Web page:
Back in Panama

After 7 months of “normal” life in Rome, On October 30th we were back in Shelter Bay, Panama. We were extremely pleased at our arrival to find Zoe in excellent conditions, particularly the inside was dry and without any sign of mold: the dehumidifier had worked greatly!

Our arrival on the boat (2 of the 6 pieces of luggage)

The day of our arrival the boat was moved from the dry storage into the working area, ready for scraping and painting it with the new antifouling. In fact, we were anxious to get into the water, condition to set an appointment with the Canal authorities to prepare for the Canal passage.

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Zoe going back to her natural environment

We probably need to step back for a minute. When we left Panama in March we were considering three options for the continuation of of our trip: go East and then South to circumnavigate South America clockwise; make the Canal passage and then head South to circumnavigate South America counterclockwise; or, and this was our final choice, make the Canal passage and head North West to reach the Sea of Cortez (Baja California, Mexico). This trip will take us a minimum of two years, as in the next six months we will probably be able to only get to the South of Mexico. We plan to return to Rome toward the end of April.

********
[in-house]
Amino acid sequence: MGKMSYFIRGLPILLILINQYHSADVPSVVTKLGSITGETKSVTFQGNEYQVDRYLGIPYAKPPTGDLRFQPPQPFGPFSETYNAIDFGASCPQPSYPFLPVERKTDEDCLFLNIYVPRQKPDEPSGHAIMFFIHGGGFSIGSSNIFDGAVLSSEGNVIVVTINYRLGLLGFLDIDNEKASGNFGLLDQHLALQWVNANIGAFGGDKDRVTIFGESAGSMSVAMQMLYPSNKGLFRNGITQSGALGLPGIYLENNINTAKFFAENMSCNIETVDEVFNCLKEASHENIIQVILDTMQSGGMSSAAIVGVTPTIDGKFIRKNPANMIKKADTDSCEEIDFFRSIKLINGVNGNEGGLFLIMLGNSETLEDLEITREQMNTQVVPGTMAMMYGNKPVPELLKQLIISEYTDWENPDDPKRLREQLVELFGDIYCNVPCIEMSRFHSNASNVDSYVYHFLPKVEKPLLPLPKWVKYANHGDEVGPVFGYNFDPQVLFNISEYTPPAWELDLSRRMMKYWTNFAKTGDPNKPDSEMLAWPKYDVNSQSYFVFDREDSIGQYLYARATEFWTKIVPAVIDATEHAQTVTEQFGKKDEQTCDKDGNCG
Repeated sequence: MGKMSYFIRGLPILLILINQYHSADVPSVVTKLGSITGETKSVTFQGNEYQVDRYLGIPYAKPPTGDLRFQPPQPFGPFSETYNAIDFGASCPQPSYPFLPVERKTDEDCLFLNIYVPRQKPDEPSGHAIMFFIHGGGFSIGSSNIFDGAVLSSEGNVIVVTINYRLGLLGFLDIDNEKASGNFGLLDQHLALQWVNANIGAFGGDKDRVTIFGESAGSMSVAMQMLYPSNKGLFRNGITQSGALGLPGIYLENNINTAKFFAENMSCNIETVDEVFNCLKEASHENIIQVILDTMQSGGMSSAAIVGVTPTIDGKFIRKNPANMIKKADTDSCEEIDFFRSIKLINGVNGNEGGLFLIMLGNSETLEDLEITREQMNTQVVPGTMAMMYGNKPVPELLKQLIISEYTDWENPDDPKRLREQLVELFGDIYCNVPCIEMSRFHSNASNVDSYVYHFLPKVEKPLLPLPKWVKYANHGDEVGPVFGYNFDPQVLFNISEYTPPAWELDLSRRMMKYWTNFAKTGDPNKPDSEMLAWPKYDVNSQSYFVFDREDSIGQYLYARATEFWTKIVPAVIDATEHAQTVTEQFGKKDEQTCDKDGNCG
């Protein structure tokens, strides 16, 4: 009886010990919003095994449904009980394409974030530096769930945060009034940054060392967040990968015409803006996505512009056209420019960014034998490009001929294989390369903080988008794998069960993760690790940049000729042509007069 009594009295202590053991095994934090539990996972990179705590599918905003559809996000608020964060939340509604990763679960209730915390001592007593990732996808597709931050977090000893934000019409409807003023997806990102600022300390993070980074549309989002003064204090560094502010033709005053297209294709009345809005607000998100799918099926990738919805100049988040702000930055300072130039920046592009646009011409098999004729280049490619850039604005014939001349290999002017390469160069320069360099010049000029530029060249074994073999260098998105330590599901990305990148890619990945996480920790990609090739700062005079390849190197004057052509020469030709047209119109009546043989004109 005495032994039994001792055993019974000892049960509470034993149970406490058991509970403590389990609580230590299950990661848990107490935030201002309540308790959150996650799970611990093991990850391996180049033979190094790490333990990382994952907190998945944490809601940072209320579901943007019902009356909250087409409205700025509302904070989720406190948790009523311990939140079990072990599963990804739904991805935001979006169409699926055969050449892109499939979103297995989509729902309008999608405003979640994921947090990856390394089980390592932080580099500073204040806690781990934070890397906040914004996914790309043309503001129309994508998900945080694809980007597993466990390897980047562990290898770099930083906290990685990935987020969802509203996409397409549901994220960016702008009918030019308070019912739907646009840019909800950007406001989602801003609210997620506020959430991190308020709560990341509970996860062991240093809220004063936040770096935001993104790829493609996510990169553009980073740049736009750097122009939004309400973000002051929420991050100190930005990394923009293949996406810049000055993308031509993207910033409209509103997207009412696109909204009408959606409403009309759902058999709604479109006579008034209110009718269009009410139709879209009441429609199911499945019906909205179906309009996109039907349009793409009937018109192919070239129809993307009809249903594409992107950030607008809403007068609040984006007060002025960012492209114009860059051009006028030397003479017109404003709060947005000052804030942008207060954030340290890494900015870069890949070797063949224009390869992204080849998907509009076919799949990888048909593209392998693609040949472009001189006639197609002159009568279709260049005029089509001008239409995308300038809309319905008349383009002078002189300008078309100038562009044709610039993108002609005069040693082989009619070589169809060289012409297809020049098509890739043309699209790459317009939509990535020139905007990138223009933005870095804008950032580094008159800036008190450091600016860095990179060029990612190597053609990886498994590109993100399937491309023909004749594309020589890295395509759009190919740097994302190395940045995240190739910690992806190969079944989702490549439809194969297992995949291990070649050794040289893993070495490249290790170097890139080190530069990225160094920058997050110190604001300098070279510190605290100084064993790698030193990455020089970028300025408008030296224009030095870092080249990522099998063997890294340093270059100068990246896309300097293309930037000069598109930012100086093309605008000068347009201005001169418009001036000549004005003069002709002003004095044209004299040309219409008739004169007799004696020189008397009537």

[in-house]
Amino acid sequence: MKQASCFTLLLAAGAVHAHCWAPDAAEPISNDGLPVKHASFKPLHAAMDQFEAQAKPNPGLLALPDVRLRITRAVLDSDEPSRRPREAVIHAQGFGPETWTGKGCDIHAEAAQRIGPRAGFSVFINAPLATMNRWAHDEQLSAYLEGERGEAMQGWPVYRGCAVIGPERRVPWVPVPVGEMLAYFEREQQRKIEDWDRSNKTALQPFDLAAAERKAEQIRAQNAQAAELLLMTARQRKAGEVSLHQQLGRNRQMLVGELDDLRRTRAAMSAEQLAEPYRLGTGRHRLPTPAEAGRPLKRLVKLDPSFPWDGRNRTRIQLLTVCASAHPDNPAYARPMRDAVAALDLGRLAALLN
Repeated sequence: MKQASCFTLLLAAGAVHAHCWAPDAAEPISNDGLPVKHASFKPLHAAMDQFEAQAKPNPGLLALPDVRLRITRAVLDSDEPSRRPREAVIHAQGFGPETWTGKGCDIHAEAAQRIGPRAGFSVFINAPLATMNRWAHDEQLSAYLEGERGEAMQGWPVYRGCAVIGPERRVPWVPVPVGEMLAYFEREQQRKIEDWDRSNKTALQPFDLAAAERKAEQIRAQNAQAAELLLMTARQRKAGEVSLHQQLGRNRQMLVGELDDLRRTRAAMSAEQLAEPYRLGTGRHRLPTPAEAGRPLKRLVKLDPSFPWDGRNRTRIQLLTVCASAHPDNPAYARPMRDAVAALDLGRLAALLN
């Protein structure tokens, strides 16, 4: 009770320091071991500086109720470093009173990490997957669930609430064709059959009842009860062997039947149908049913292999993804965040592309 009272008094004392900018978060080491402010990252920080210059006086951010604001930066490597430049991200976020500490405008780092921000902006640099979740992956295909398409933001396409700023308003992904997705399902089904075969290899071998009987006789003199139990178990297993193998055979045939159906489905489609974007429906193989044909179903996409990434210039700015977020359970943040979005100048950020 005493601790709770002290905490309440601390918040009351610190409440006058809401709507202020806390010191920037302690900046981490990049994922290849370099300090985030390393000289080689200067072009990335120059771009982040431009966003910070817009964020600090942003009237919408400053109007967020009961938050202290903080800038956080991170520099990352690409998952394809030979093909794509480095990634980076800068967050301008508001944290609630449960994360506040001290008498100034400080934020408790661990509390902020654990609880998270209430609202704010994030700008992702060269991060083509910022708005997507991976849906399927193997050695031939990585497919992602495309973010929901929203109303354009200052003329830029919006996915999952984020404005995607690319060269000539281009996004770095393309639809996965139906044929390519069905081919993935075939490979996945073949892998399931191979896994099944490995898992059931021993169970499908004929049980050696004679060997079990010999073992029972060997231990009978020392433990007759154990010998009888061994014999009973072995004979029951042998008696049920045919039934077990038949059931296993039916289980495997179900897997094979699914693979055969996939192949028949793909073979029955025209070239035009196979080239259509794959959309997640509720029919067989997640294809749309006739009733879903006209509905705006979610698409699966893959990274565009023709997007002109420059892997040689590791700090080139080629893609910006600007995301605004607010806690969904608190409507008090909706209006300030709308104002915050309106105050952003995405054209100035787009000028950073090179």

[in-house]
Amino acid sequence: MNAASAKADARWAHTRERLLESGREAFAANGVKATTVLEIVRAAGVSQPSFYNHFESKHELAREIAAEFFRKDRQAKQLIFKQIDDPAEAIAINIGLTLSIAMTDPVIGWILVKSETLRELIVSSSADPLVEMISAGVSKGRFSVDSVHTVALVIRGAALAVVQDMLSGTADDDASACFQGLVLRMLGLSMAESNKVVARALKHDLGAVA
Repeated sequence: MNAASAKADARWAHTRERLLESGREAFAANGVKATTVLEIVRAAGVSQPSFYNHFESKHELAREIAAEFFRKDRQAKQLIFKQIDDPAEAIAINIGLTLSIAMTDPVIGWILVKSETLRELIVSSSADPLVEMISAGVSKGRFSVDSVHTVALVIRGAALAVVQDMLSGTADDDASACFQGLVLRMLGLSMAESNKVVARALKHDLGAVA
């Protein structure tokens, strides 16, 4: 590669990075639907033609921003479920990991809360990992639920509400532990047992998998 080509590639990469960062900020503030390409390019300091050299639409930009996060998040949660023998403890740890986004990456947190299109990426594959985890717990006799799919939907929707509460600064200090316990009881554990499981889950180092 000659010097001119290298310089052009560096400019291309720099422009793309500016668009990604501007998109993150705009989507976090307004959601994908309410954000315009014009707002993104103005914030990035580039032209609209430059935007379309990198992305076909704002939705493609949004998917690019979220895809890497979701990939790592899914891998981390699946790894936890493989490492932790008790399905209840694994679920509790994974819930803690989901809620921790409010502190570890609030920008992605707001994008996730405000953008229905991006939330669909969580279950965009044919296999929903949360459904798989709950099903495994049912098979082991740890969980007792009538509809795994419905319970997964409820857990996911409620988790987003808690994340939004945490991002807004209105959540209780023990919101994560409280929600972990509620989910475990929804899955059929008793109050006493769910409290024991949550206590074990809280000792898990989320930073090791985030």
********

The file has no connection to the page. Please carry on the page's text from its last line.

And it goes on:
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South America Clockwise

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South America Counterclockwise

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Panama to the Sea of Cortez, Mexico

The organization of the Canal passage was extremely fast and efficient, thanks to the services of a Panamanian agent who dealt for us with all the bureaucracy and sourced all what was required to make the passage. The first requirement is to get the boat measured by a Canal officer, who came on board and explained all steps and requirements to get through the Canal. In fact, the day of the passage a pilot comes on board to instruct the skipper on the maneuvers to make throughout the Canal. Also, you must have on board four people (on top of the skipper) to handle the ropes that keep the boat secure while in the closes. And, you need four 40+m lines and large fenders to protect the boat in case you are paired with one or more boats on the side. The typical configuration is to go through with 2 other sailboats or a tug on the side. We specifically requested not to have a tug on the side as we were told it can damage your sailboat. We ended up being without any other vessel on our side – but for sure with a big big cargo either in front or behind us – this cannot be avoided!

Ship Identification number

Our “name” during the Canal passage

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